U.S. natural gas futures rose to a fresh 31-month high on July 23 on forecasts for hotter weather and higher air conditioning demand over the next two weeks than previously expected with the weather expected to remain hotter than normal through at least mid-August.

That increase came despite forecasts for less demand next week as high gas prices prompt some power generators to burn more coal and less gas to produce electricity for air conditioning. Front-month gas futures rose 8 cents, or 2.0%, to $4.140 per million British thermal units (MMBtu) at 8:08 a.m. EDT (1208 GMT), putting the contract on track for its highest close since December 2018 for a sixth day in a row.

In addition to the front-month gains, the premium of March 2022 futures over April 2022 rose to its highest since October 2010. The market uses the March-April spread to bet on the winter heating season when demand for gas is highest.

The gas industry calls the March-April spread the "widow maker" because rapid price moves resulting from changing weather forecasts have knocked some speculators out of business, including the Amaranth hedge fund, which lost over $6 billion on gas futures in 2006.

Speculators, meanwhile, cut their net long futures and options positions on the New York Mercantile and Intercontinental Exchanges last week for a second week in a row as buyers cashed in some of their gains with the front-month up about 13% so far this month.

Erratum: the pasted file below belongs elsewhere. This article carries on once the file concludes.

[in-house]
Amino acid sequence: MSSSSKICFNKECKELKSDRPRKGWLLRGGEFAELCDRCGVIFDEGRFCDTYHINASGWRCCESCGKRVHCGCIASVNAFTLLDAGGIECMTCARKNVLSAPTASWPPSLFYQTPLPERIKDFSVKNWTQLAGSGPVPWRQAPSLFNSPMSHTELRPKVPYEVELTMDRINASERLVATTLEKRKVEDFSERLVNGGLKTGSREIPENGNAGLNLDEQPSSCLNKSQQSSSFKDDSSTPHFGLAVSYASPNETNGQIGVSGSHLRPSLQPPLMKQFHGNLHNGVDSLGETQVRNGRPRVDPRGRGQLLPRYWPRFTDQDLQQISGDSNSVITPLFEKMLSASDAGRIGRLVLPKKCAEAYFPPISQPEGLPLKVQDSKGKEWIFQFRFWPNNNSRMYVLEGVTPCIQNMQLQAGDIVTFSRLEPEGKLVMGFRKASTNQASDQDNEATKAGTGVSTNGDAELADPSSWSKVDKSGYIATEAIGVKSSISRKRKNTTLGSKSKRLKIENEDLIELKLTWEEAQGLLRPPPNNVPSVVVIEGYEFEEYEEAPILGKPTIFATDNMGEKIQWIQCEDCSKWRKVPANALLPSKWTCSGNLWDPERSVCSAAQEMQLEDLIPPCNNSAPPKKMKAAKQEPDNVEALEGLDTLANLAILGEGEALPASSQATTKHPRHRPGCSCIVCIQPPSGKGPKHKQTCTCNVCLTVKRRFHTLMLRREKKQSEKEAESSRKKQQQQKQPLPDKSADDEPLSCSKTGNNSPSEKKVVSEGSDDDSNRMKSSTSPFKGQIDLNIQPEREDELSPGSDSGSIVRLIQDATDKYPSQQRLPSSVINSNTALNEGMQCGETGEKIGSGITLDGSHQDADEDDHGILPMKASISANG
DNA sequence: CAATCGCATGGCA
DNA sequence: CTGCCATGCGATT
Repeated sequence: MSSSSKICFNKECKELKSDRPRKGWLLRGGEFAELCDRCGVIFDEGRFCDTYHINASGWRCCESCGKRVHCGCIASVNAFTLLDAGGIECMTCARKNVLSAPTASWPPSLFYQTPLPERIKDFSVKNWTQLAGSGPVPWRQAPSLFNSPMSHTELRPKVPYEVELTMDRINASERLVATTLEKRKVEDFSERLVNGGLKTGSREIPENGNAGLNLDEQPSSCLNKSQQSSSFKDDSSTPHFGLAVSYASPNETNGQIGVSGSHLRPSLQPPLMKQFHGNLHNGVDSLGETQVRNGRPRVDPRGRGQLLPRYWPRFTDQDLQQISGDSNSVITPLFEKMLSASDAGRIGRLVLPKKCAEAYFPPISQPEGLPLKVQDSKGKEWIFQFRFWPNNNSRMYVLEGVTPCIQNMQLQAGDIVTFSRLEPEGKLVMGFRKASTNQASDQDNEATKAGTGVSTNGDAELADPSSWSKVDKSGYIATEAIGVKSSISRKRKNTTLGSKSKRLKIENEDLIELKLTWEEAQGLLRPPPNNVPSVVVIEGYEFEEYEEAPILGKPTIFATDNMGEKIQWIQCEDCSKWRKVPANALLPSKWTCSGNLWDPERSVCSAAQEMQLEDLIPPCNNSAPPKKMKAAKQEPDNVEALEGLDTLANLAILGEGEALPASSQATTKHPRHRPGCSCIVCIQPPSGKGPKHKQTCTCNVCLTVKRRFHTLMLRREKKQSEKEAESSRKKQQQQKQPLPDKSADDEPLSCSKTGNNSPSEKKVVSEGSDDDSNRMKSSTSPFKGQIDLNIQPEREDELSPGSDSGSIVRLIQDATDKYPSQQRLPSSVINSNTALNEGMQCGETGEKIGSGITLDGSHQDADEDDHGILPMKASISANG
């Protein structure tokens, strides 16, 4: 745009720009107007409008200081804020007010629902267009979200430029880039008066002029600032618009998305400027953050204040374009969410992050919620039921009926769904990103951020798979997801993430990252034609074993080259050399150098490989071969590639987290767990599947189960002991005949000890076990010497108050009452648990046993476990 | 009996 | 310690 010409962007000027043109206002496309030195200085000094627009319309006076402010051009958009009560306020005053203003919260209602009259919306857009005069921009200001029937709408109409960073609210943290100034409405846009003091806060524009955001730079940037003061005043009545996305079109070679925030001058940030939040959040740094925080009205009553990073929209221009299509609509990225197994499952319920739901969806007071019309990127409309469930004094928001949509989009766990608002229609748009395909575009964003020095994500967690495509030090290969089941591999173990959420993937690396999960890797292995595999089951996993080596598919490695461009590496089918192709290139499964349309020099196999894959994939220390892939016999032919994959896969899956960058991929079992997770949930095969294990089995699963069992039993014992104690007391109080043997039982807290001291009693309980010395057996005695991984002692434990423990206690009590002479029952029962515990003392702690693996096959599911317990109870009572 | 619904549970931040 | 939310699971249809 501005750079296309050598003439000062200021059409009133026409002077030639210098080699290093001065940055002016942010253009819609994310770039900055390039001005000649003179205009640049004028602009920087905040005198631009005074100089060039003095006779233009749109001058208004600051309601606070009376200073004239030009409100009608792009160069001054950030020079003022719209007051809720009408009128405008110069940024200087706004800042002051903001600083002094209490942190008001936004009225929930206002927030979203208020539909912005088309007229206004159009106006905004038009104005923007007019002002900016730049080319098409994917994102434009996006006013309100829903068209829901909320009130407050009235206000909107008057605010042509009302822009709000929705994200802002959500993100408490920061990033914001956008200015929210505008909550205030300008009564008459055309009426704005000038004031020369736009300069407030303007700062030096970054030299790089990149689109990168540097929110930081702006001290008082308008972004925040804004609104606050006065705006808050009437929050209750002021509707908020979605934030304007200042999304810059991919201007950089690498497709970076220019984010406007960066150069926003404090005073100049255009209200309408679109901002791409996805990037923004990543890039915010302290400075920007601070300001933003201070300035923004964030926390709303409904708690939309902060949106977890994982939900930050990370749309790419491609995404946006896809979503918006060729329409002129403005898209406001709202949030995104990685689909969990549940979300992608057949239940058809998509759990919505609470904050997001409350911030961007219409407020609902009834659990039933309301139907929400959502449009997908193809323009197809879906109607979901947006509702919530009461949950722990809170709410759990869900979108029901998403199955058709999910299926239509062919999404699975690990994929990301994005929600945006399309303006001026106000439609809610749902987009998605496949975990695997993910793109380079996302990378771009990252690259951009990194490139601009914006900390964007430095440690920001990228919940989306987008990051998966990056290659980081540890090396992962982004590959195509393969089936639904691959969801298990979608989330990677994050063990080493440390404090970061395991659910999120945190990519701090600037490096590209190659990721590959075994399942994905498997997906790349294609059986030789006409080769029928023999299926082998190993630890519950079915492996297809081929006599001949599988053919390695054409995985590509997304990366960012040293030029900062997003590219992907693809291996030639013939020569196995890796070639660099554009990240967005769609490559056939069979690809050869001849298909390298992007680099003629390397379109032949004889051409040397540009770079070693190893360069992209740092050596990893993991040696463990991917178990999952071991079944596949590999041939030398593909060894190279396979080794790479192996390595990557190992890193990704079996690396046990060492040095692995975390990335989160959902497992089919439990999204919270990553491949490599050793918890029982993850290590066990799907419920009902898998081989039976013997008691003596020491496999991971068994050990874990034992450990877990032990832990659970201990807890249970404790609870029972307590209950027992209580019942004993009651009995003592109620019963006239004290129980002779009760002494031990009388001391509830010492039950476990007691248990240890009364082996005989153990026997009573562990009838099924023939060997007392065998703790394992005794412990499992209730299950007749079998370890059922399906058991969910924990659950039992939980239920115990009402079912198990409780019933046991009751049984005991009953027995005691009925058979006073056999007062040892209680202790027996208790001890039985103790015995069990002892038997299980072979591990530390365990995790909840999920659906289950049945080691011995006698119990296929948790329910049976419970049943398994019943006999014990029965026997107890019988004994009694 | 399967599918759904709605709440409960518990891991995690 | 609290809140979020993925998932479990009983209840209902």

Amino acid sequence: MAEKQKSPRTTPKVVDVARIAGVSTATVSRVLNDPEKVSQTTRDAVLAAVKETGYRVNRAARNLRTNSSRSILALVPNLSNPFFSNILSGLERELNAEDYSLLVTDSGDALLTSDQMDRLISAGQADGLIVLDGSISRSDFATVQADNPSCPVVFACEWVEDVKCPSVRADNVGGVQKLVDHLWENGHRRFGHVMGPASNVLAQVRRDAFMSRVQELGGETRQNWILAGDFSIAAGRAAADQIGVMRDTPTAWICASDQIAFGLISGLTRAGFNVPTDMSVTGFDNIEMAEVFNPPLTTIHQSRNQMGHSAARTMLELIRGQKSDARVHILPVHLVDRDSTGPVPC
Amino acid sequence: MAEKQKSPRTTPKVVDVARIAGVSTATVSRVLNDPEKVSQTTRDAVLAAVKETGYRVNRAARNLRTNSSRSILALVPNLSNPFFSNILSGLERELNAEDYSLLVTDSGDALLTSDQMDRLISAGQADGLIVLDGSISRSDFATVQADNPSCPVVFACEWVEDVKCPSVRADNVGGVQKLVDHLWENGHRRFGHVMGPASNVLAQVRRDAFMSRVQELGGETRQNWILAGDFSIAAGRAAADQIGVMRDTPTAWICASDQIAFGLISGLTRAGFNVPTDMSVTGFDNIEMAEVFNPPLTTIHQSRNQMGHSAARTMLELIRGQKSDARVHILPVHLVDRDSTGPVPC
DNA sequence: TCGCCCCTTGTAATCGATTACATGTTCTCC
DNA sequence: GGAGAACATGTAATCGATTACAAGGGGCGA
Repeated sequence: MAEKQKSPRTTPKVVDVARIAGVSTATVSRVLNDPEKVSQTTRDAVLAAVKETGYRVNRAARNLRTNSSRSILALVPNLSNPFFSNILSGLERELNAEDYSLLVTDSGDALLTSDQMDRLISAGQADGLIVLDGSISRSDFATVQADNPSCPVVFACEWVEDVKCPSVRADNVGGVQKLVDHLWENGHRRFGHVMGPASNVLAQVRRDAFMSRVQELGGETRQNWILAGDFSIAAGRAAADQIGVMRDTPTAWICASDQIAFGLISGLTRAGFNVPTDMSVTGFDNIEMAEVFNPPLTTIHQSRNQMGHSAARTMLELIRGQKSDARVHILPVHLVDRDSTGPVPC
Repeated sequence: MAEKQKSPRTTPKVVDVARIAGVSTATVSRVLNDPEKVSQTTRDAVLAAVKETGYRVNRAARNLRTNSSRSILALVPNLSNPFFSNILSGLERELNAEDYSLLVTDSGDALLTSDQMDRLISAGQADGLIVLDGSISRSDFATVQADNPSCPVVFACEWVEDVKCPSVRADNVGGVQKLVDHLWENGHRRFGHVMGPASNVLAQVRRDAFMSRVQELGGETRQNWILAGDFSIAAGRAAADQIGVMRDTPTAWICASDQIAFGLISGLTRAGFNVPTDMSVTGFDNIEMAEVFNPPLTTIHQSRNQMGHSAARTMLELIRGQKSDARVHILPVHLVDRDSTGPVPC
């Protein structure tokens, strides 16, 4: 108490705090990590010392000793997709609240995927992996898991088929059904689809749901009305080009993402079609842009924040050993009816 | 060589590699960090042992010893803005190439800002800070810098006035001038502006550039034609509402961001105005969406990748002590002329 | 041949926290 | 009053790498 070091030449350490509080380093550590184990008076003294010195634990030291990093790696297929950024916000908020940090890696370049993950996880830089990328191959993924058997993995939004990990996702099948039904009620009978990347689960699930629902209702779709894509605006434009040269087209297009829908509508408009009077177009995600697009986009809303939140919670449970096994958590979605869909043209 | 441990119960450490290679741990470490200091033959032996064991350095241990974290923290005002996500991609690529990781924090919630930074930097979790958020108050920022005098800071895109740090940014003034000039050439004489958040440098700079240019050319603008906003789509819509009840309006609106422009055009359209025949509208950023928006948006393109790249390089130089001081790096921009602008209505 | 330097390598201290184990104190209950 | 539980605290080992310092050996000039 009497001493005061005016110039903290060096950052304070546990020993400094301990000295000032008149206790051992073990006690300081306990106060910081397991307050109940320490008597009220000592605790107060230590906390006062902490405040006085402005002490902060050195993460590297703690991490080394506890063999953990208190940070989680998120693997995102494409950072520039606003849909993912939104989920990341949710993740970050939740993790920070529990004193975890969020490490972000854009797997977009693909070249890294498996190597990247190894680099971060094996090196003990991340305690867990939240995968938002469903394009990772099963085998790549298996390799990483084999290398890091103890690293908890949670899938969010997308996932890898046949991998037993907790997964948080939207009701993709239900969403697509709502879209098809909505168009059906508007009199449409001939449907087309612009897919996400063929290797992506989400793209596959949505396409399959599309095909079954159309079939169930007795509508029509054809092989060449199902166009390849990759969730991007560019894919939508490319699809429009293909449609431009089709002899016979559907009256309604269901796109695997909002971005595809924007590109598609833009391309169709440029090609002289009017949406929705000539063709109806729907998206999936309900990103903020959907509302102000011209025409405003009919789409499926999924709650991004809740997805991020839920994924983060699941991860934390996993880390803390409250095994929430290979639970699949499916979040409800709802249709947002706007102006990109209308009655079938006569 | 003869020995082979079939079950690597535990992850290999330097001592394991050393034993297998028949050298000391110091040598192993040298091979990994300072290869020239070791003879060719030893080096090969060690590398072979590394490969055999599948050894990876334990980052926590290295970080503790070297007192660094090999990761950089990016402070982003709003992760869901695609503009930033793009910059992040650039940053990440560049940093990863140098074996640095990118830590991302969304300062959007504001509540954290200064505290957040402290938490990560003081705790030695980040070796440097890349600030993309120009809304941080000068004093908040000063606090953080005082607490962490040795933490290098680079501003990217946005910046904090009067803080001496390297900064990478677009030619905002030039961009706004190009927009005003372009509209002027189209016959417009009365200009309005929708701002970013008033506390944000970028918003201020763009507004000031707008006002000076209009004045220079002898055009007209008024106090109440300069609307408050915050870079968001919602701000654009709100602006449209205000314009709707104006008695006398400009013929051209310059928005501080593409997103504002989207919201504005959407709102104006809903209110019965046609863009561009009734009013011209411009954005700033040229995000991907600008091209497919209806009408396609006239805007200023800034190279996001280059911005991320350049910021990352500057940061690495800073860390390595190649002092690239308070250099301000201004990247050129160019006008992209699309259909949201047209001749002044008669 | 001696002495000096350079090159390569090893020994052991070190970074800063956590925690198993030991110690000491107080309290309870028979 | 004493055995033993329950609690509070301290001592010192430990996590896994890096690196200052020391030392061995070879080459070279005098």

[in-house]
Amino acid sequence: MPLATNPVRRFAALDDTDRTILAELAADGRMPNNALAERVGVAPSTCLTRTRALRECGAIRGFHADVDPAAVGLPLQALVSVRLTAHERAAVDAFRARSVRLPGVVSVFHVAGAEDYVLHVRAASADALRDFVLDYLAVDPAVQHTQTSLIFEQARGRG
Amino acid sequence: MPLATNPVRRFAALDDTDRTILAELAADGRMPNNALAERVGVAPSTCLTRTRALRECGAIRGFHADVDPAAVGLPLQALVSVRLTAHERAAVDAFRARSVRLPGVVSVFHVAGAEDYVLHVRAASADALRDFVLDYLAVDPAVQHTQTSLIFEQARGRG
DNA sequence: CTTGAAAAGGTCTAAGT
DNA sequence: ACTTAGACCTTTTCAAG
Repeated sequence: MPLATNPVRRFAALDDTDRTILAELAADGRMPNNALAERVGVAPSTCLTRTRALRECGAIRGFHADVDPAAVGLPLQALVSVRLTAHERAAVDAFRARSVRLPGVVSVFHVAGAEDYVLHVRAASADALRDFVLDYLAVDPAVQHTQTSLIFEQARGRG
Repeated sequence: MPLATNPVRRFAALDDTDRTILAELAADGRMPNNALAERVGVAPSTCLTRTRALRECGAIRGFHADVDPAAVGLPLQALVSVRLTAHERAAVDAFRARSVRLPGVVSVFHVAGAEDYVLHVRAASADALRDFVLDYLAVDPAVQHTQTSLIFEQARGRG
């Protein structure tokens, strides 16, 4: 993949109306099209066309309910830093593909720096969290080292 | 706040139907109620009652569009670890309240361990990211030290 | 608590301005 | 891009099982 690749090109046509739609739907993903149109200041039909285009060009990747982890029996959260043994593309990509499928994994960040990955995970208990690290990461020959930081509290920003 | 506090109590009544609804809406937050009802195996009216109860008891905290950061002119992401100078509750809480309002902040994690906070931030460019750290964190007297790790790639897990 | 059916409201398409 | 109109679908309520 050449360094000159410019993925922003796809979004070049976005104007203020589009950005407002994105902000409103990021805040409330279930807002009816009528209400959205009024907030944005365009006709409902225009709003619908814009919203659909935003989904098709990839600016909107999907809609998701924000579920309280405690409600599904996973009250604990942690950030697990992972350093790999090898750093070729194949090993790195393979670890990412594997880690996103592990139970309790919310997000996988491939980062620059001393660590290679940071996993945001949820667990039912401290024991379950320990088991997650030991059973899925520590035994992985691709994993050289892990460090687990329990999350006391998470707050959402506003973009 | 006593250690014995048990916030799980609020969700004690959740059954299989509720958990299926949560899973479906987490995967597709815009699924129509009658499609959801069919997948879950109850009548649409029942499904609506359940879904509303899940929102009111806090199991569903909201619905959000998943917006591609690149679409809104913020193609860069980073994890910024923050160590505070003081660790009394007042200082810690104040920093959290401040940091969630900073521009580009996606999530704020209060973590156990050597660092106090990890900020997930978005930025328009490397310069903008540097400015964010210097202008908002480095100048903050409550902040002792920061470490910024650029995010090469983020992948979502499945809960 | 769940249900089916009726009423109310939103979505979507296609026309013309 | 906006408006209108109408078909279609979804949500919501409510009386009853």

Data provider Refinitiv said U.S. output in the Lower 48 states slipped to 91.5 billion cubic feet per day (Bcf/d) so far in July, due mostly to pipeline problems in West Virginia earlier in the month. That compares with an average of 92.2 Bcf/d in June and an all-time high of 95.4 Bcf/d in November 2019.

Refinitiv projected average gas demand, including exports, would rise from 92.5 Bcf/d this week to 95.5 Bcf/d next week and 95.6 Bcf/d in two weeks as the weather turns hotter than normal. Those forecasts were slightly higher than Refinitiv predicted on July 22 on expectations power generators will burn more gas to meet rising air conditioning demand.

The amount of gas flowing to U.S. LNG export plants has averaged 10.8 Bcf/d so far in July, up from 10.1 Bcf/d in June but still below the record 11.5 Bcf/d in April.

With European and Asian gas trading near $12 and $14 per MMBtu, respectively, analysts said buyers around the world would keep purchasing all the LNG the United States can produce.

U.S. pipeline exports to Mexico have averaged 6.5 Bcf/d so far in July, down from a record 6.7 Bcf/d in June.